How about some more links? Yes, have some.

(Re)defining Paleo – This is awesome. Legit. You should read this and understand it. It’s such a great primal primer, I think it should come on a card so we can all just pull it out and read it to anyone who asks us about it. She covers everything, really. She doesn’t rely on evolutionary theory, doesn’t demand low-carb, and allows for personal variation. A masterpiece, I say.

A Pressure Cooker for the 21st Century – This looks so cool! I really like the idea of a one-stop shop for slow cooking, steaming, browning, etc. Right now we have a number of different machines doing those jobs, and simplifying would be pretty great. Amazon offers it for $120 with free shipping, here.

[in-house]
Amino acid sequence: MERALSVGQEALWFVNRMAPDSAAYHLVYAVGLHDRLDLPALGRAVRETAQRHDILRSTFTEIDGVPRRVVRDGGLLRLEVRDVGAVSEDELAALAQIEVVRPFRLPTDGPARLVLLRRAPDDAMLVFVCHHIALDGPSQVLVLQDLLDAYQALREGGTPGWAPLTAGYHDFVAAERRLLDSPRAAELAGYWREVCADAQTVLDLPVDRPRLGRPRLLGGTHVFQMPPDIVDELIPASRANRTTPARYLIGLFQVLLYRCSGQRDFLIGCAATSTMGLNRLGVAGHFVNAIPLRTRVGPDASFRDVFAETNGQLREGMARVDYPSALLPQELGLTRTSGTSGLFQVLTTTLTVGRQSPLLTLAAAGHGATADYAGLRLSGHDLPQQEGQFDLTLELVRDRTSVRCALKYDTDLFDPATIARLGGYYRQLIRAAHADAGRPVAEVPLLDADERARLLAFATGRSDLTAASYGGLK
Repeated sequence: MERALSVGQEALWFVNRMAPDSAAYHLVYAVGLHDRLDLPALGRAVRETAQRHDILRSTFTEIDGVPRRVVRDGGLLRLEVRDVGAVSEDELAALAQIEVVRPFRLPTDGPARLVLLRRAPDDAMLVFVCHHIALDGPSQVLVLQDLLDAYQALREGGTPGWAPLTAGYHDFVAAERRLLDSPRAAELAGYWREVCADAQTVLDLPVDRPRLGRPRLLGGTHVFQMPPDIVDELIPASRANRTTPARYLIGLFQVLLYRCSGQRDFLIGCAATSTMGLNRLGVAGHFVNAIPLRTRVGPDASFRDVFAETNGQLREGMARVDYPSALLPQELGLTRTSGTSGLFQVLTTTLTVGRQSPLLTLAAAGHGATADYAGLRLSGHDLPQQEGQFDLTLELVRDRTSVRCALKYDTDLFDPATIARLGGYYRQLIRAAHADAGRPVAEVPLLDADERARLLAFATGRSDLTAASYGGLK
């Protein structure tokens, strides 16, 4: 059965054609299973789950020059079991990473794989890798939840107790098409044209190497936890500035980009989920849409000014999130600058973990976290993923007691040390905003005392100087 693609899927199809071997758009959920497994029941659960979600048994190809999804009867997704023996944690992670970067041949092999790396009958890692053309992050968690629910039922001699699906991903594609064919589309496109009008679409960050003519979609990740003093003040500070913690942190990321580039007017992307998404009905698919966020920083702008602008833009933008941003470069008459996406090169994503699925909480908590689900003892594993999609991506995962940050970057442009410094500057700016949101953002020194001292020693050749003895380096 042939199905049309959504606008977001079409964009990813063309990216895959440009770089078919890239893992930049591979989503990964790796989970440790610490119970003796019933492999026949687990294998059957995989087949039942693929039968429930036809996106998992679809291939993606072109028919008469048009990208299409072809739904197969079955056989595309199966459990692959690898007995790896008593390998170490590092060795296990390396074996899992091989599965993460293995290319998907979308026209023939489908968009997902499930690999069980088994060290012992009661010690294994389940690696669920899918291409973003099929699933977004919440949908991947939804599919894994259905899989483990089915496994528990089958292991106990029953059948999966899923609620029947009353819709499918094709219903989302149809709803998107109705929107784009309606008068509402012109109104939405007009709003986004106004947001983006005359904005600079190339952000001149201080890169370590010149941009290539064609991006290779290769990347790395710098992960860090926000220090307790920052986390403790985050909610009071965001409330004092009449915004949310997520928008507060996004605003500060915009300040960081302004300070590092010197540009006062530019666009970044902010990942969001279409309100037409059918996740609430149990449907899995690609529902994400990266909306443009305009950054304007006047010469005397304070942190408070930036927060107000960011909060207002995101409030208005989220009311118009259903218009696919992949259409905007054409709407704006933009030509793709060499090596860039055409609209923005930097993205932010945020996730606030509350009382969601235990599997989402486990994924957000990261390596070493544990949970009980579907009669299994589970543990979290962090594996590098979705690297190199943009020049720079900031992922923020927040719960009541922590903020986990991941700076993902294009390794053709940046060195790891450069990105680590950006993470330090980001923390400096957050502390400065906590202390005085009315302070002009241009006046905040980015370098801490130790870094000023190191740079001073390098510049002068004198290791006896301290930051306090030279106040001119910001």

New Study: Is a calorie a calorie? – You might have seen this study recently, and Dr. Guyenet has a neat summary of it with his thoughts. It goes to show that some diets seem to fare better than others when it comes to maintaining weight loss after a significant drop. As always, I like Dr. Guyenet’s take on this stuff, since he adds a measured view that isn’t specifically tied to either paleo or low-carb, which tend to be the two groups I most associate with.

Good science, bad interpretation – Dr. Attia goes after the same study, and really explains it well. He differs with Dr. Guyenet in that he thinks it does show significant benefits to carbohydrate restriction. Reading both takes on it is fascinating, as I love both of these guys.

Reading the Scientific Literature – Helpful piece by Dr. Feinman discussing how you can spot bad science.

Okay, let’s call it good there. Thanks for reading!